The sad truth about Doc

As is often times the case whenever a publicly known figure dies in some unexpected incident, there is a lot of immediate response of shock and surprise, followed by endless litanies of knee-jerk condolences, instant sorrow and poetic waxing.  Personally, I think it’s sometimes obnoxious when I think that people are doing it what I feel is disingenuously, especially when it seems like they’re just trying to be seen grieving, and not actually caring that much.

The point is, there are a lot of immediate reactions when it comes to news of the sudden deaths of publicly known figures, and as nihilistic as I may think they sometimes can be, it’s for good reason.  Death is almost always sad, and it is rarely good news to hear about the passing of life in general.

A few months ago, Major League Baseball pitcher Roy Halladay died in a plane crash in the Gulf of Mexico.  It was sudden and out of nowhere when this occurred, and immediately afterward, just about anyone who ever liked baseball in the last two decades immediately came out to speak about condolences, thoughts and prayers, among other things.  The cities of Toronto and Philadelphia, where Halladay played for made huge public announcements of their sadness of the passing, and I bet they were preparing for shit like moments of silence, memorials or public acknowledgments of his career in the coming 2018 season.

The sudden loss of one of the greatest pitchers of this generation was definitely surprising, unfortunate, and a genuine loss for Major League Baseball.

But as is often the case whenever a publicly known figure passes, personally, I’d like to know the whole story first before I decide to speak about them.

Two months and change after the news broke of Halladay’s plane crash, we now have news from his autopsy: he was on drugs during the plane crash.  One story is that he had morphine, another states the level of amphetamines.  Supposedly he had both in his system the whole time.  And now suddenly, the why of his plane crash is easily answered, and the squeaky-clean image of Roy Halladay doesn’t look quite so shiny and polished as people might have thought he was throughout his playing career.

As an active player, Roy Halladay was the epitome of professional: he showed up, did his job, did his job exceptionally, and absolutely never made any splashes or waves throughout his entire career, aside from the one time he was traded from Toronto to Philadelphia, and even that was more a choice of the organizations and not necessarily just him.  Aside from his reputation of being the last of the old guard of pitchers who were remotely capable of throwing complete games, the only things people really knew about Roy Halladay was that he was practically a machine of man, hard set in a routine of dedicated workouts and baseball training.  Otherwise, little else was really known of the guy, and he even retired in obscurity back in 2013.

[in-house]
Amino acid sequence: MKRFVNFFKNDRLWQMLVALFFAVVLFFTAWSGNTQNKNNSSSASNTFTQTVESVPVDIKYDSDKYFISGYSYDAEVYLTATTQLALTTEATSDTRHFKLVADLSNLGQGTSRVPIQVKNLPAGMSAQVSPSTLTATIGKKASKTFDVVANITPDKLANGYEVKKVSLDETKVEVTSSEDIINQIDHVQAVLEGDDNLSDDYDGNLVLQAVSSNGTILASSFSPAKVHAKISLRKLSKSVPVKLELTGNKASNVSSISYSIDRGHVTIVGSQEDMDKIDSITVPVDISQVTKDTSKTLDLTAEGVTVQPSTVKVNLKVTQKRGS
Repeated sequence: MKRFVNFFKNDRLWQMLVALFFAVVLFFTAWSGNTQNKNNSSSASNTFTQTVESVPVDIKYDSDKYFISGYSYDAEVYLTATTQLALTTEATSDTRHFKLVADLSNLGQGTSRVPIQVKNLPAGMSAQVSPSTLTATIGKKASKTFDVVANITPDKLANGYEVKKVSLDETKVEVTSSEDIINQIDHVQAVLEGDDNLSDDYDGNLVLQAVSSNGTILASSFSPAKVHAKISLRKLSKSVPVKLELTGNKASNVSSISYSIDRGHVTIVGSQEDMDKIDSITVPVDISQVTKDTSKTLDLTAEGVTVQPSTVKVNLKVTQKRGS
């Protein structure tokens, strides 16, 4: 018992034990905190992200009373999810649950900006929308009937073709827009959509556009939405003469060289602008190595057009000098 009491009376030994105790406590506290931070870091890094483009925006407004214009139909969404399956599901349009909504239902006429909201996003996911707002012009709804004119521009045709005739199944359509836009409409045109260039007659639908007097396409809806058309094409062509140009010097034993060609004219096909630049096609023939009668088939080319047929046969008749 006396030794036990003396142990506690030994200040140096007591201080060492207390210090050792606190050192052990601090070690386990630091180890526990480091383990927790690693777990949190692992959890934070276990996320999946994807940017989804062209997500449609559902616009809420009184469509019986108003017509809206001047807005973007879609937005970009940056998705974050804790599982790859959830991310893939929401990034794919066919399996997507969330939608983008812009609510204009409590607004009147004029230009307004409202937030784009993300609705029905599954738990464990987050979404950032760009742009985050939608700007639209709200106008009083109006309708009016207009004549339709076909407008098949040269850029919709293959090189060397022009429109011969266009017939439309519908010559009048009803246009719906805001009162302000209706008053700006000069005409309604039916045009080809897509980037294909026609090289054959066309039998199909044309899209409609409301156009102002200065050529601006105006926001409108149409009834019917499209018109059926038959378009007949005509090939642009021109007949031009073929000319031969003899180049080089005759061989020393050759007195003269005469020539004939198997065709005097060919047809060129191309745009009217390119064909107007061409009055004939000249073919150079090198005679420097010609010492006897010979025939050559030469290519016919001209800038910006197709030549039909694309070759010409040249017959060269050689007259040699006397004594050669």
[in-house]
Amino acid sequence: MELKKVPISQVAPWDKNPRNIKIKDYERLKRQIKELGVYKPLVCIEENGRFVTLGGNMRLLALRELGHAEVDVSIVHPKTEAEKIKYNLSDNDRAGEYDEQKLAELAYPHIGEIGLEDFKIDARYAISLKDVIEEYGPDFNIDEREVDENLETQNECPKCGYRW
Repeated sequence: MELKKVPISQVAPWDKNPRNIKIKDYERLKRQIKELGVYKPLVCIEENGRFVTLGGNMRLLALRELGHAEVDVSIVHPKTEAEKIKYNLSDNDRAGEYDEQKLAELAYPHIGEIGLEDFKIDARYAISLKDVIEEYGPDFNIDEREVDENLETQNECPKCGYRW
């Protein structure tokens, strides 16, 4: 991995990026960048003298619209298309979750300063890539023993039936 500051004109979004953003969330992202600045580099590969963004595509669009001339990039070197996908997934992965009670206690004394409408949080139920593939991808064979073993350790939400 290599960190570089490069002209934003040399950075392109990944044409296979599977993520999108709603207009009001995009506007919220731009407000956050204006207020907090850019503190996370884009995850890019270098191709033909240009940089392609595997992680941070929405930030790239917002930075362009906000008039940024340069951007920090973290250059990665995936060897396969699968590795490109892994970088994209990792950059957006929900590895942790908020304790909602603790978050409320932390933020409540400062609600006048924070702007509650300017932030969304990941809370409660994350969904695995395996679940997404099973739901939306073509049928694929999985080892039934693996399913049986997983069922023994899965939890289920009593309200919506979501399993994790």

So obviously, nobody knew of what kind of personal demons and skeletons in the closet a guy like Roy Halladay had in his personal life.  But they must’ve been some pretty frightening ones for him to get hopped up on uppers and downers simultaneously, before deciding to get into a private plane and go flying while under the influence.

But this is where I start to get angry at a guy so detached from the ordinary world because he clearly rose above it from the wealth amassed at getting paid gargantuan amounts of money for playing a kids’ game.  Seriously, the guy earned nearly $150 million dollars in his professional career because he was good at throwing a baseball; few people are ever going to convince me that having that much fuck you money is going to make life so difficult that the only logical activity becomes drug-addled plane flying.

Roy Halladay might have been one of the best pitchers in my baseball-observing lifetime, but as a human being, he’s another dumbass with too much money who did some stupid shit that got him killed, and left a wife and two children behind to grow up and live the rest of their lives without a dad.  I don’t believe he deserves the praise, sadness and tributes that everyone gave him upon immediate news of his death, and if only people could actually stop and wait for all the facts before sounding off, maybe there would be vastly fewer people who voluntarily put their feet in their mouths.

You’d think people would’ve learned after the Jose Fernandez debacle, but that’s the world we live in today: information flies so fast and people are so ADD, that they’d rather waste words and thoughts under false pretenses rather than wait for the stories to finish and make sure that the tributes are justifiably warranted.

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